Beattie, Colin (Midlothian North and Musselburgh) (SNP)
          Brown, Keith (Clackmannanshire and Dunblane) (SNP)
          Campbell, Aileen (Clydesdale) (SNP)
          Coffey, Willie (Kilmarnock and Irvine Valley) (SNP)
          Constance, Angela (Almond Valley) (SNP)
          Crawford, Bruce (Stirling) (SNP)
          Cunningham, Roseanna (Perthshire South and Kinross-shire) (SNP)
          Denham, Ash (Edinburgh Eastern) (SNP)
          Dey, Graeme (Angus South) (SNP)
          Doris, Bob (Glasgow Maryhill and Springburn) (SNP)
          Dornan, James (Glasgow Cathcart) (SNP)
          Ewing, Annabelle (Cowdenbeath) (SNP)
          Ewing, Fergus (Inverness and Nairn) (SNP)
          Fabiani, Linda (East Kilbride) (SNP)
          FitzPatrick, Joe (Dundee City West) (SNP)
          Forbes, Kate (Skye, Lochaber and Badenoch) (SNP)
          Freeman, Jeane (Carrick, Cumnock and Doon Valley) (SNP)
          Gibson, Kenneth (Cunninghame North) (SNP)
          Gilruth, Jenny (Mid Fife and Glenrothes) (SNP)
          Gougeon, Mairi (Angus North and Mearns) (SNP)
          Grahame, Christine (Midlothian South, Tweeddale and Lauderdale) (SNP)
          Harper, Emma (South Scotland) (SNP)
          Haughey, Clare (Rutherglen) (SNP)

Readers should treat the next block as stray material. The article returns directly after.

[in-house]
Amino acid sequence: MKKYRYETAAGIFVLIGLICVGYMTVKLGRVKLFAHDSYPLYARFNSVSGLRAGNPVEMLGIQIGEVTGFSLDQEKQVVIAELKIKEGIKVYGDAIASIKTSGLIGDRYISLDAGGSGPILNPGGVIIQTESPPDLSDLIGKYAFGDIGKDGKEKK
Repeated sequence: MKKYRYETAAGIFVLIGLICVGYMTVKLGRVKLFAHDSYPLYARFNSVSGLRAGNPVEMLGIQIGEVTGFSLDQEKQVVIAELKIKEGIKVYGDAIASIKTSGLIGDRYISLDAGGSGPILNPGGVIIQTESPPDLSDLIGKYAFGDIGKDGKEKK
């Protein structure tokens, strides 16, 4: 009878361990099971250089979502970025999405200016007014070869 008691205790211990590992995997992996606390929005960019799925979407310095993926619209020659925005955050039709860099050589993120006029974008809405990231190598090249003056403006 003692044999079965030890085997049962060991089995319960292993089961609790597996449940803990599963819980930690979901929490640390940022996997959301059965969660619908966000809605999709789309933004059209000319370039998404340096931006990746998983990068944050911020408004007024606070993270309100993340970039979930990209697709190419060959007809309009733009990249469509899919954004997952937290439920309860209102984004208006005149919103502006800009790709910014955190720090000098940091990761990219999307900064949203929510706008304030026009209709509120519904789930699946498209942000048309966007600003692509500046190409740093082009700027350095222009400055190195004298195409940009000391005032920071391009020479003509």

Hepburn, Jamie (Cumbernauld and Kilsyth) (SNP)
          Hyslop, Fiona (Linlithgow) (SNP)
          Kidd, Bill (Glasgow Anniesland) (SNP)
          Lochhead, Richard (Moray) (SNP)
          Lyle, Richard (Uddingston and Bellshill) (SNP)
          MacDonald, Angus (Falkirk East) (SNP)
          MacDonald, Gordon (Edinburgh Pentlands) (SNP)
          MacGregor, Fulton (Coatbridge and Chryston) (SNP)
          Mackay, Rona (Strathkelvin and Bearsden) (SNP)
          Macpherson, Ben (Edinburgh Northern and Leith) (SNP)
          Maguire, Ruth (Cunninghame South) (SNP)
          Martin, Gillian (Aberdeenshire East) (SNP)
          Mason, John (Glasgow Shettleston) (SNP)
          Matheson, Michael (Falkirk West) (SNP)
          McAlpine, Joan (South Scotland) (SNP)
          McDonald, Mark (Aberdeen Donside) (Ind)
          McKee, Ivan (Glasgow Provan) (SNP)
          McMillan, Stuart (Greenock and Inverclyde) (SNP)
          Neil, Alex (Airdrie and Shotts) (SNP)
          Paterson, Gil (Clydebank and Milngavie) (SNP)
          Robison, Shona (Dundee City East) (SNP)
          Ross, Gail (Caithness, Sutherland and Ross) (SNP)
          Russell, Michael (Argyll and Bute) (SNP)
          Somerville, Shirley-Anne (Dunfermline) (SNP)
          Stevenson, Stewart (Banffshire and Buchan Coast) (SNP)
          Stewart, Kevin (Aberdeen Central) (SNP)
          Sturgeon, Nicola (Glasgow Southside) (SNP)
          Swinney, John (Perthshire North) (SNP)
          Todd, Maree (Highlands and Islands) (SNP)
          Torrance, David (Kirkcaldy) (SNP)
          Watt, Maureen (Aberdeen South and North Kincardine) (SNP)
          Wheelhouse, Paul (South Scotland) (SNP)